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Remembering the Pioneers: Angela Manalang-Gloria & Bienvenido Santos

We arrived a little bit past ten in the morning of April 20, 2022 in Camalig. Mayon Volcano, the inveterate show-stealer, had not shown its peak; in fact, fat clouds covered half of its base and more stray white-gray smoke enveloped the crater. We were there to honor Bienvenido Santos, a non-Bikolano who had settled in the area, married one of its local lasses, and is now buried there.

Our bus could not enter anymore the narrow street leading to the church, and behind it, the municipal cemetery. We got down – delegates to the First Bikol Book Festival and the team from the National Book Development Board who, by this time, were known already by the Bikolano organizers by their first name, Tony (Balisi), Evangeline (Alvarez ), Jason (Tabinas), Carlos (Escobar), and Arvin (Sia). The familiarity spoke of how long we were all together in this journey to celebrating writing, writers, and the very act of reading.

We would meet Raffy Banzuela, a local writer with a regional and national prominence (the latter because of his Gawad Sining ni Balagtas), on our way to the church, from which we walked together to the cemetery. Entering its arch, we were met by the local executives led by the Camalig Mayor, Caloy Baldo and his Vice-Mayor, Ding Baldo, and the councilors. It was heartwarming to see the good mayor and other officials at the event, their presence adding significance to the whole tribute. Flowers were placed on the tomb of Santos, which adjoined his wife’s, Beatriz. Elvert Baeta, a poet from Nabua read the citation for Santos.

Dr. Lily S. Anonas, one of the daughters of Bienvenido Santos, helped in facilitating for us the tribute.

We capped the visit to Camalig by a lunch courtesy of the Camalig local government. The cuisine on the table were all documented during a cultural mapping, initiated by Jed Villanueva, the Arts and Culture Officer of the town. The Mayor gave a short talk, which disclosed to us a government keen about culture and tourism, local literature and music. Raffy read his poem and it was time for us to move on.

Outside, Mayon loomed over the area where the eatery was. The volcano appeared so near it was intimidating. Still no peak. Recalling the speech of Mayor Baldo, somewhere on our way to the city of Tabaco, there would be an area where Mayon could be viewed in all its majesty.

We reached Tabaco at about two in the afternoon. It was a hot afternoon. We parked in front of the black and forbidding arch of the centuries-old Tabaco Cemetery. In a few minutes, Eric Valeriano, the Arts and Culture Officer of the city arrived at the site. We crossed the street to the cemetery. Waiting for the family of Angela Manalang-Gloria to arrive, we waited under the shade of the brooding chapel. The daughter, Angeline Gloria Ong, soon arrived. Under the punishing mid-noon sun, we thought it wise to do the tribute short and sweet. Kristian Sendon Cordero, the convenor of the festival explained why we were there. The family together with the NBDP representatives offered the flowers. Later in the forum back in the center of the city, Niles Breis, the multi-awarded poet, novelist and essayist, would talk about how his curiosity of the magnificently singular Angela Manalang-Gloria, urged him to write about her in his prize-winning essay.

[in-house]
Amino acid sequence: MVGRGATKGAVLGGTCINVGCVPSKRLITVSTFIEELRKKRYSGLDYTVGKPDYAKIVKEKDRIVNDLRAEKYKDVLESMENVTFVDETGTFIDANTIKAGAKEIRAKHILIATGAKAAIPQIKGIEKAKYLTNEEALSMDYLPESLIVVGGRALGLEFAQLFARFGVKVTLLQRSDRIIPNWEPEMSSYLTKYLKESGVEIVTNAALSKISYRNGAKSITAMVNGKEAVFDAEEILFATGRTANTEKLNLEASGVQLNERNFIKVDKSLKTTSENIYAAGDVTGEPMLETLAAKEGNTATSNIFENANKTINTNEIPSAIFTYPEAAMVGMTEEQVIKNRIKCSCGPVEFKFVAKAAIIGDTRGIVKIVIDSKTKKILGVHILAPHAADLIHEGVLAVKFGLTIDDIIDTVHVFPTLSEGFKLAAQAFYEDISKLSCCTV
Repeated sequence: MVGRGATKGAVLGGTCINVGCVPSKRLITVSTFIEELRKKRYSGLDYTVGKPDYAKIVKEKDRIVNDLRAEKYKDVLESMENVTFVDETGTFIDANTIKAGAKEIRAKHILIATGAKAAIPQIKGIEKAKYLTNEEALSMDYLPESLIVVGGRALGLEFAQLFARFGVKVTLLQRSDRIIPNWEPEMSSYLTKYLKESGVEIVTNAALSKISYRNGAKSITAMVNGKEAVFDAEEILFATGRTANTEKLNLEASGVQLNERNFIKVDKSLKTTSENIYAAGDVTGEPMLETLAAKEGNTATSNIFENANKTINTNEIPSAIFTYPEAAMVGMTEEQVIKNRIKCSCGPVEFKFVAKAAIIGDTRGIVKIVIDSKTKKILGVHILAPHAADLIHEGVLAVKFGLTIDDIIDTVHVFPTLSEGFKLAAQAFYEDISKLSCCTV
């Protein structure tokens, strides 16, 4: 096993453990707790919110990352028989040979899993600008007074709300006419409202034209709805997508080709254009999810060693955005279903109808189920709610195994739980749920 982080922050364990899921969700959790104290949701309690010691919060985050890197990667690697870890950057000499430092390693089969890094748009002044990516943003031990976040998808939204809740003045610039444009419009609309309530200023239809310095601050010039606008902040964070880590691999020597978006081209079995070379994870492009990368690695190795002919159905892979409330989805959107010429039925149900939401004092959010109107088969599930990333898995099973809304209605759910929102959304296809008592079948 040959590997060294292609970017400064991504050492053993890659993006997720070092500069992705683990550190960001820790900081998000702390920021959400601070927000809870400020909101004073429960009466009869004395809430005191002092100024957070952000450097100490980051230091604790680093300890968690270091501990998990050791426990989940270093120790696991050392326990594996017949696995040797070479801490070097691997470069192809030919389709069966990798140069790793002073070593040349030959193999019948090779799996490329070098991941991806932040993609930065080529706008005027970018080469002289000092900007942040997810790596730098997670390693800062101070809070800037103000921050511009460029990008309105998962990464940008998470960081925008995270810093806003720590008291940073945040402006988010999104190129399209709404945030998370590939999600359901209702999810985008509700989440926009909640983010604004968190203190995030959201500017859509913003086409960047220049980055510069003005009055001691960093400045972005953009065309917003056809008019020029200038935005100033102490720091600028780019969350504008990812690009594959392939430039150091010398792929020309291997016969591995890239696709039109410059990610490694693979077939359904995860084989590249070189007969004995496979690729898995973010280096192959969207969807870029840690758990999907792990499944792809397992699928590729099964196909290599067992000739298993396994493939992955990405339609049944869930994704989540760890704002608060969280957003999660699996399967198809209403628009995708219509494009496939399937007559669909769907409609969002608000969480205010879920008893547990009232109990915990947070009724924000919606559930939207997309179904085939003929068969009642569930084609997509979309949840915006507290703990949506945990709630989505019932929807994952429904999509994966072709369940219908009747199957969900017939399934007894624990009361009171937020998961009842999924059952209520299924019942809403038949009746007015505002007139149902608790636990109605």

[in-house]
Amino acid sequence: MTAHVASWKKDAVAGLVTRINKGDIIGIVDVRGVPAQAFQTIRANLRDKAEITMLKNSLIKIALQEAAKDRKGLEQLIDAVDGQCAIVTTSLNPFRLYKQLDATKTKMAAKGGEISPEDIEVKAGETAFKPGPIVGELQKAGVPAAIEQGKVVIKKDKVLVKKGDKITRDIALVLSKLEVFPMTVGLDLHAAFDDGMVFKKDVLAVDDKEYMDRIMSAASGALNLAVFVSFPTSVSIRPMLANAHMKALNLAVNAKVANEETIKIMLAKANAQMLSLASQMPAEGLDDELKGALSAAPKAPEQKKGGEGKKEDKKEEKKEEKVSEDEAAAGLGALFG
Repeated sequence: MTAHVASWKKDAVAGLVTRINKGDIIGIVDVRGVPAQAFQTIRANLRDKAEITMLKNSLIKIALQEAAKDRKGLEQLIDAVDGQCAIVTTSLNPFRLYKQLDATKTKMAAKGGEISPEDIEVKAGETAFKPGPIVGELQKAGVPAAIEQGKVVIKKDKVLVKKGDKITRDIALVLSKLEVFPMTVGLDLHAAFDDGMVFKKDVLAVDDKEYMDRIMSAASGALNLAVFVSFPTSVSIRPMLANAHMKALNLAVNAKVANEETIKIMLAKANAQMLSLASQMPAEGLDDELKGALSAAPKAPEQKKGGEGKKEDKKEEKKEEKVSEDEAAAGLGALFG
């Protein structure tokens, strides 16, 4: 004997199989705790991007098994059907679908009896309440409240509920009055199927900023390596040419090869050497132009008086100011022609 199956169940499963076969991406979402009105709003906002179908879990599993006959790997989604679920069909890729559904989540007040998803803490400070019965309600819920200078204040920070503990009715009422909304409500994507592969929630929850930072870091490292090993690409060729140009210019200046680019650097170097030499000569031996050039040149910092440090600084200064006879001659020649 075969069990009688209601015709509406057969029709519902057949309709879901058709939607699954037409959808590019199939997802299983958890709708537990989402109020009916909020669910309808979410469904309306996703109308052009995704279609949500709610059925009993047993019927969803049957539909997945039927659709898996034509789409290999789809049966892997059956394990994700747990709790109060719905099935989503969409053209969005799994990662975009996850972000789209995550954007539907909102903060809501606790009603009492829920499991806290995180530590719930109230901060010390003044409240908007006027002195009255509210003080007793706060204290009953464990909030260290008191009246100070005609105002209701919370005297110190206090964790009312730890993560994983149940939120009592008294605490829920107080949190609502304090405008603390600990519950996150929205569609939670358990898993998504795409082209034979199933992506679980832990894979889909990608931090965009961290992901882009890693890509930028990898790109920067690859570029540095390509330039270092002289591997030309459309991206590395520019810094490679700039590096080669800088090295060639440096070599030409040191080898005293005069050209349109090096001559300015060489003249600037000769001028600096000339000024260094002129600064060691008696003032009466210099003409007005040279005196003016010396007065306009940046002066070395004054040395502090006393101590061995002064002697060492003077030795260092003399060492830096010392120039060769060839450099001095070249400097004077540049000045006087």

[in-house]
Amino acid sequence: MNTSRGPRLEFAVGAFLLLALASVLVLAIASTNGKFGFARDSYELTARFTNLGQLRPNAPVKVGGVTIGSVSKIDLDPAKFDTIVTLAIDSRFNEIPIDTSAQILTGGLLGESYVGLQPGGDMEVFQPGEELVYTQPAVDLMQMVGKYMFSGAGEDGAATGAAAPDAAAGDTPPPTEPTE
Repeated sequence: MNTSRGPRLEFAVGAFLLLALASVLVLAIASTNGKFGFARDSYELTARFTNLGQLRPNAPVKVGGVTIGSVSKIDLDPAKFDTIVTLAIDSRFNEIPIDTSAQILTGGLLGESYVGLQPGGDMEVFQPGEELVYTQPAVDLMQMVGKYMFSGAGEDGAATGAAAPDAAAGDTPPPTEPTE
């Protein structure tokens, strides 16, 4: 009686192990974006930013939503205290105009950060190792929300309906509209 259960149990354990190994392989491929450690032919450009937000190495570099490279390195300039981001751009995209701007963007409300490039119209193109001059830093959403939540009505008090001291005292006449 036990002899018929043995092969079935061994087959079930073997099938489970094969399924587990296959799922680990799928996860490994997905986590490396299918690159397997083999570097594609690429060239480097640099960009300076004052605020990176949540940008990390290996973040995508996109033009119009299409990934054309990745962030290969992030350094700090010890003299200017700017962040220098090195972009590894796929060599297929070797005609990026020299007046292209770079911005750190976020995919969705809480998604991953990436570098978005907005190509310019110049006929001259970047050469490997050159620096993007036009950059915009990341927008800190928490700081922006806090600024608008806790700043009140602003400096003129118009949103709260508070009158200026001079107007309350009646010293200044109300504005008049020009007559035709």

The assembly honoring one of the greatest daughters of Tabaco or, for that matter, the entire region, was graced by the City Mayor, Krisel Lagman-Luistro. The gathering was festive, with the Mayor herself paying tribute to her parents and those other parents who introduced their children the art and discipline of reading.

Angela Manalang Gloria, like Luis Dato, was a pioneering literary spirit. But hers was not only in the usage of English language but in the pursuit of the daring in the theme around which she composed her poetry. She was among the first generation of women students in the University of the Philippines. In a world overruled by men, Angela Manalang-Gloria battled it out to be able to pay homage to the physicality of the woman to the embarrassment of critics (actually jurors) who were not prepared to listen to her sensual candor and accept an intellectualism from a woman.

Bienvenido N. Santos was a celebrated writer who travelled back and forth from the Philippines and the United States. In this country, he navigated his birthplace in Tondo and his wife’s hometown, Camalig, in Albay. Few Nagueños perhaps know that Santos once taught in Naga, in the University of Nueva Caceres. His recollection of Naga remains incomparable.

For all his peripatetic ways, Santos’s works are about home, or journey home, of the nurturing cultures of childhood. Memories become his sublime tool even if in his often quoted thoughts he wrote of memory as knowing no logic. For Santos, memory is “capricious, tarries at odd moments, or simply flits by barely alighting and moves on, turning over layers and layers of things past, things completely forgotten.”

To Santos, writers owe the lessons of looking back and writing back to the past.

We left Tabaco at four in the afternoon of that day, April 20, 2022. Traversing the road that would lead us to Sorsogon, our final destination, as the passengers of the bus were in were all dozing, a voice soared over sleepiness: Stop the Bus. It was Evangeline (Bangge)! She saw from the window Mayon Volcano, her full beauty exposed, and the tip of the crater perfect at near sunset. Mayon was, to paraphrase the words of the poet, Angela Manalang-Gloria, like an old maid, and ancient beautiful woman, unapologetic, at dusk, of her concupiscence.


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